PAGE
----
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Gov. Snyder hopes to boost funding for water infrastructure

Governor Rick Snyder
Flickr user Michigan Municipal League

Gov. Rick Snyder wants to improve the state's water infrastructure by investing $110 million annually to help ensure access to safe drinking water.

Snyder's office says Thursday the money would come from a new state fee on water customers. It would be used for priority projects such as water main and lead service line replacement, upgrades for failing infrastructure and collection of information on water infrastructure.

Lead-contaminated drinking water in Flint has been blamed primarily on his administration's failures in 2014 and 2015.

The proposal would implement a $1 annual fee per person starting in 2020 and increase by $1 per person to $5 annually per person in 2024. The proposal would expire in 2040. Customers of public water supply systems serving 1,000 people or more would be charged.

Meanwhile, a bipartisan group of state lawmakers are proposing a package of bills to prevent another Flint water crisis from happening.

State Senator Jim Ananich (D-Flint) says the legislation includes bigger penalties for public officials who commit “egregious” crimes.

“You should have some assurance the people that are supposed to be experts…that are supposed to be protecting you are doing their job,” says Ananich. "If they don’t, this should be not something that is a slap on the wrist.”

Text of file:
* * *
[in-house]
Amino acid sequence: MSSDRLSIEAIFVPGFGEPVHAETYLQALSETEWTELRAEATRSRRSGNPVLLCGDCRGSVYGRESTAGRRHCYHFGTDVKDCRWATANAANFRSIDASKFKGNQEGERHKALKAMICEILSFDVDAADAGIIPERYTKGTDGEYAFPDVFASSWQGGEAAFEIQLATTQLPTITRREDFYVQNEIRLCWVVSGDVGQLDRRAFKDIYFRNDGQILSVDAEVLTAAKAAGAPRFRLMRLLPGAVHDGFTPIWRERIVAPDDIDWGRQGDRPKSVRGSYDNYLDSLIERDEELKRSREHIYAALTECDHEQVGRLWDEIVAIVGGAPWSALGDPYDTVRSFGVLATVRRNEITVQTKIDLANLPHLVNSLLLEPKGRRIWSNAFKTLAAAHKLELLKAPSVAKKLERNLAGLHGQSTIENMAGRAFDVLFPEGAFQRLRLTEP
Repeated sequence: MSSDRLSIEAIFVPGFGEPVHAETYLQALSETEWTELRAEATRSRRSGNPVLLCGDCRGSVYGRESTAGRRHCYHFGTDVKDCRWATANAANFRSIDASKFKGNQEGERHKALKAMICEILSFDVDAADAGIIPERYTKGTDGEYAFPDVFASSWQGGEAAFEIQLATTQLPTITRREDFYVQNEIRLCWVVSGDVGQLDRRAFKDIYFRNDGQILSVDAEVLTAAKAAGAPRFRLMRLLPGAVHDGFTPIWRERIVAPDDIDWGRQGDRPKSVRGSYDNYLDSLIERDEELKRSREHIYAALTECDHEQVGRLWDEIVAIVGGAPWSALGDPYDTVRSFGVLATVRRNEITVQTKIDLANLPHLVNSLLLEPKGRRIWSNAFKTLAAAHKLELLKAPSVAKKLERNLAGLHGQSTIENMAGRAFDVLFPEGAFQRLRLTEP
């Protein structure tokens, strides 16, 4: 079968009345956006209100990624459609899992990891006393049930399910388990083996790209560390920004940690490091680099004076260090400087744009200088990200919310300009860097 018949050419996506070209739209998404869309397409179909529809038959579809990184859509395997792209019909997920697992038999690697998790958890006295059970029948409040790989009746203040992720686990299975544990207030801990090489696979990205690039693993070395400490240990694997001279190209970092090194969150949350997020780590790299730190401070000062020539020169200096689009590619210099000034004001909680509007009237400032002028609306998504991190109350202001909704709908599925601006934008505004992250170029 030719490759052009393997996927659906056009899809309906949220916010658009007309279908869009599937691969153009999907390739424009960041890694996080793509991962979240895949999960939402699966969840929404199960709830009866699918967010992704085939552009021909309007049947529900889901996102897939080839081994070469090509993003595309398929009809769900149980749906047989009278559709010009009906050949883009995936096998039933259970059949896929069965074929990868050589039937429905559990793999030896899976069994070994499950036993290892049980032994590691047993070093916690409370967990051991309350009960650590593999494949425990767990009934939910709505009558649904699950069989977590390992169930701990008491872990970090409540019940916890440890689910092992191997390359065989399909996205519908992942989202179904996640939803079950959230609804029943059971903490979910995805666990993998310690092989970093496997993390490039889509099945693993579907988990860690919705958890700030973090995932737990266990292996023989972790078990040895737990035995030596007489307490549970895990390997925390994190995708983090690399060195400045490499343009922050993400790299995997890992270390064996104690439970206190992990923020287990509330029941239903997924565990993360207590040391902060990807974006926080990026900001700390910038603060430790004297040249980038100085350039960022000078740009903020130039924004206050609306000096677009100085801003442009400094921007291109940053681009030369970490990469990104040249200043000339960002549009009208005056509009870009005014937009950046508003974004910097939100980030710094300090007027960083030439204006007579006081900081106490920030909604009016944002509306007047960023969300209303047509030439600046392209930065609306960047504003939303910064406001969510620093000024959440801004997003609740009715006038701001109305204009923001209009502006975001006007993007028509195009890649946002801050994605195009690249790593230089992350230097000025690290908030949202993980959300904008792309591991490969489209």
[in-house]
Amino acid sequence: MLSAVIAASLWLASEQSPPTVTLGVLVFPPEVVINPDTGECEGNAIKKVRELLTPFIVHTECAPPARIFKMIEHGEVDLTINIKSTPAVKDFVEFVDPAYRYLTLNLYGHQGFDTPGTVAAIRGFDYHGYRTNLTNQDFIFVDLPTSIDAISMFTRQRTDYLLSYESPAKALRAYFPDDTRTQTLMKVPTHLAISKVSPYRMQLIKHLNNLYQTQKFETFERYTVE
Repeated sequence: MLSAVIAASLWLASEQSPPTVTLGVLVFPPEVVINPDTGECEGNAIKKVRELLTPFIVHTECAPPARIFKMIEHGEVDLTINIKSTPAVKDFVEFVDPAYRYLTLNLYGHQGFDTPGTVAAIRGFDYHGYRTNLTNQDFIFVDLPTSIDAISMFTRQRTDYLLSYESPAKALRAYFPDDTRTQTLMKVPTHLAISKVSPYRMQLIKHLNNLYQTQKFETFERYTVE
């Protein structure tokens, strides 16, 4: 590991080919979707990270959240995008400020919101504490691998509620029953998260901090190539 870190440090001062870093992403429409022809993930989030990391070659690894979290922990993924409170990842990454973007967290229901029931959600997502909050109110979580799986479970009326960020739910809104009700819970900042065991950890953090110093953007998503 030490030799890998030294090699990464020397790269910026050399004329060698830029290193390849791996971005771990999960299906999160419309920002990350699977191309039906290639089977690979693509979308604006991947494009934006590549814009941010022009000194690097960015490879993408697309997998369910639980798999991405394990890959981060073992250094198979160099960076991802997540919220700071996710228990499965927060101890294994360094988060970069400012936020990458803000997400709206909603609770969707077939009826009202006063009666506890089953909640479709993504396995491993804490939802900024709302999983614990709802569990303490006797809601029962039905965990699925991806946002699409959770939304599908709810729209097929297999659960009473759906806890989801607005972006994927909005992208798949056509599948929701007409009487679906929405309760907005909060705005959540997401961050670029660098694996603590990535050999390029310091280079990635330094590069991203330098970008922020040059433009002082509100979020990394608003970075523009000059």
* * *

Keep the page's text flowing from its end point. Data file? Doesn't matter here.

15 current and former government officials have been criminally charged in a special investigation of the Flint water crisis.

Other bills in the package would require more transparency from water supplies and new protections for whistleblowers.

Ananich admits this legislation has been a long time coming. He notes that some of the lawmakers who were involved with committees that made the recommendations that led to these bills have since left the legislature.

This post was updated on Thursday, Feb. 2 at 3:50 p.m.

Steve Carmody has been a reporter for Michigan Public since 2005. Steve previously worked at public radio and television stations in Florida, Oklahoma and Kentucky, and also has extensive experience in commercial broadcasting.
The Associated Press is an independent global news organization dedicated to factual reporting.
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